As was noted in Tzeng et al. (1994), CCM2 was able to reproduce the split jet stream in the middle and upper troposphere over the Pacific and Indian Oceans during winter (July). CCM3 is also able to reproduce the split jet stream (not shown) in a manner similar to CCM2. If anything, the overall pattern of zonal wind speed at 300 hPa in July is closer to the analyses shown in Tzeng et al. (1994) than is CCM2. The core minimum zonal wind at 180°E next to New Zealand has a wind speed of 16.9 m s−1, compared to that of 19.4 m s−1 of CCM2 and 12.3 m s−1 of the ECMWF analyses. This split jet stream is important for Pacific sector ENSO variability as discussed in Chen et al. (1996).
2) Sea level pressure
In Figs. 10a–c we compare the annual mean SLP of CCM3 with the ECMWF analyses. The CCM3 circumpolar trough is deeper in some regions than the analyses by 3–4 hPa and is shifted northward in position. This northward shift might be partially caused by the smoothed Antarctic topography, and therefore on the horizontal resolution of CCM3 (see concluding section). The stronger cyclonic circulation implied by Fig. 10c at 60°S and 45°E, 170°E, and 60°W means CCM3 midlatitude surface westerlies and polar easterlies are stronger than in the analyses. While the reduction to sea level pressure over the Antarctic continent introduces large uncertainties, it is noteworthy that CCM3 SLP is also less than the analyses over the continent by several hPa.
Figure 11 compares the monthly zonal mean circumpolar trough strength (given by the minimum zonal mean SLP), between CCM2, CCM3, and the ECMWF analyses. Values larger than 2 hPa are likely to be significant. CCM2 has uniformly low trough strength, (annual mean 5.7 hPa lower than the analyses), and only a weak suggestion of a semiannual oscillation. CCM3 trough strength, while still too low (annual mean 2.3 hPa lower than the analyses), shows a semiannual oscillation nearly in phase with the analyses, although the transitional seasons of fall and spring are too deep, and the fall (March–April) phase is delayed by one month. Circumpolar trough position can only be roughly estimated, as the latitudinal resolution of the CCM3 is 2.8° compared to 2.5° of the ECMWF analyses. The trough minimum in CCM3 occurs around the latitude 62°S, somewhat north of that of the ECMWF analyses at 65°S.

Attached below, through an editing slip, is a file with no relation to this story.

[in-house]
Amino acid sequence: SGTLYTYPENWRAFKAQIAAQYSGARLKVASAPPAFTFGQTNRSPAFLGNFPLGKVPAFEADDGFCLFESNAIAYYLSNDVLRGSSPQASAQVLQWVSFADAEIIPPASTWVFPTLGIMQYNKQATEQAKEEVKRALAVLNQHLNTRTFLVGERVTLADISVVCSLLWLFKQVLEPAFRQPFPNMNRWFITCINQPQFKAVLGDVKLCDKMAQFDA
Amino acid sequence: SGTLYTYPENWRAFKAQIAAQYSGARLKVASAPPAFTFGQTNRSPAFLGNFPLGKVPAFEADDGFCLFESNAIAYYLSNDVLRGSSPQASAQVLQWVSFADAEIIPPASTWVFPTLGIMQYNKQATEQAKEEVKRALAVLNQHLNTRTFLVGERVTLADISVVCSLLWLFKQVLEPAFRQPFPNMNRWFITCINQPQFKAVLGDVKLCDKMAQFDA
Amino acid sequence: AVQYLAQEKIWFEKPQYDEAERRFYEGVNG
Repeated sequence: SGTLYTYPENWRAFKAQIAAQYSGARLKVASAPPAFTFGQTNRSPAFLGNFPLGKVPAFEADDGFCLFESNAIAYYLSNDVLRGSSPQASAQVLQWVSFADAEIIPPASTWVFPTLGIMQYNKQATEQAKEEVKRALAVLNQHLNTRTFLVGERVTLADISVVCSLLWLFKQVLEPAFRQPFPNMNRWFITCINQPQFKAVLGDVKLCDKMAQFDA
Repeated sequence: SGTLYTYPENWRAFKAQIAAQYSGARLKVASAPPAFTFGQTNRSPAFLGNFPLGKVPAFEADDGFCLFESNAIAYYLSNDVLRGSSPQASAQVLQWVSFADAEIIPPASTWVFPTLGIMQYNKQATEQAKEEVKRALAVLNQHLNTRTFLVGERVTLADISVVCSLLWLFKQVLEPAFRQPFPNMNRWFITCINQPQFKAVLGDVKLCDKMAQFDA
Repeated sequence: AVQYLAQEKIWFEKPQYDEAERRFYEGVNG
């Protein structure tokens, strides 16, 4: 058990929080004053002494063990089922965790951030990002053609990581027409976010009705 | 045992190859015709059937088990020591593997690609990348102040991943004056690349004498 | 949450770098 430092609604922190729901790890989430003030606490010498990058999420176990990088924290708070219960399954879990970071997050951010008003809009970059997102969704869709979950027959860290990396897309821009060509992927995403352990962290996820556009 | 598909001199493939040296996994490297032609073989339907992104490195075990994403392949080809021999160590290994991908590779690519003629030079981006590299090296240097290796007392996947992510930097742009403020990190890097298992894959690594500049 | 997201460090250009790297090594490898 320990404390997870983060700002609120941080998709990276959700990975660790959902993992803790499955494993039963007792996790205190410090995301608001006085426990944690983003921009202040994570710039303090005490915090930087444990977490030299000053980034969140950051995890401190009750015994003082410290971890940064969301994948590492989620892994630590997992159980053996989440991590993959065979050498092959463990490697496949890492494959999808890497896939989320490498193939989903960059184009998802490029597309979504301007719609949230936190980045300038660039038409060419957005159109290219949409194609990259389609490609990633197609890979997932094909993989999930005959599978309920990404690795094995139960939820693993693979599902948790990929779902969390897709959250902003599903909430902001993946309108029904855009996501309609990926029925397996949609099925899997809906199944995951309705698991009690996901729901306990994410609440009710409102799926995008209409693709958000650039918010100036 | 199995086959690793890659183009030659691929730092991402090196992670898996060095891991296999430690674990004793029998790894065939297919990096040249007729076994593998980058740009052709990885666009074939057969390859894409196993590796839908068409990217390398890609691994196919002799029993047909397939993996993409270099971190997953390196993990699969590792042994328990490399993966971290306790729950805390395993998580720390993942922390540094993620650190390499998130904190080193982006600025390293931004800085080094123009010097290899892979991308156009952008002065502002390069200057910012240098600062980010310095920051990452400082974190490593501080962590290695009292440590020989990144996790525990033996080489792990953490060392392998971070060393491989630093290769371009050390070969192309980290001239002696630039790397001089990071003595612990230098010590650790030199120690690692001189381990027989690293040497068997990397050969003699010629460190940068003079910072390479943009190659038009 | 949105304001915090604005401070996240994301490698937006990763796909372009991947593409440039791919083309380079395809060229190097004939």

The annual SLP variability σSLP (not shown) indicates the ability of CCM3 to accurately respond to varying SST–sea-ice forcings, in particular, those related to the El Niño–Southern Oscillation (ENSO) phenomenon, which are known to be correlated with the variability in the South Pacific sector 120°W–180° (Cullather et al. 1996; Chen et al. 1996). CCM3 σSLP has maximum values of 2–2.5 hPa in the Southern Ocean Western Hemisphere at 55°S and 120°W in rough agreement with the analyses. The Southern Ocean Eastern Hemisphere has smaller interannual variability (1–2 hPa), with smaller maxima at (60°S, 0°) and (60°S, 90°E), of 1.5–2.0 hPa, in rough agreement with the analyses. In general, CCM3 variability is less than that of the analyses by 0.5 to 1 hPa. The CCM3 West Antarctic variability is consistent with that shown in Cullather et al. (1996) in which the trough minimum position varies between the Ross and Amundsen Seas, while the troughs in East Antarctica maintain their approximate position but vary slightly in strength. This was verified by examination of individual annual SLP maps.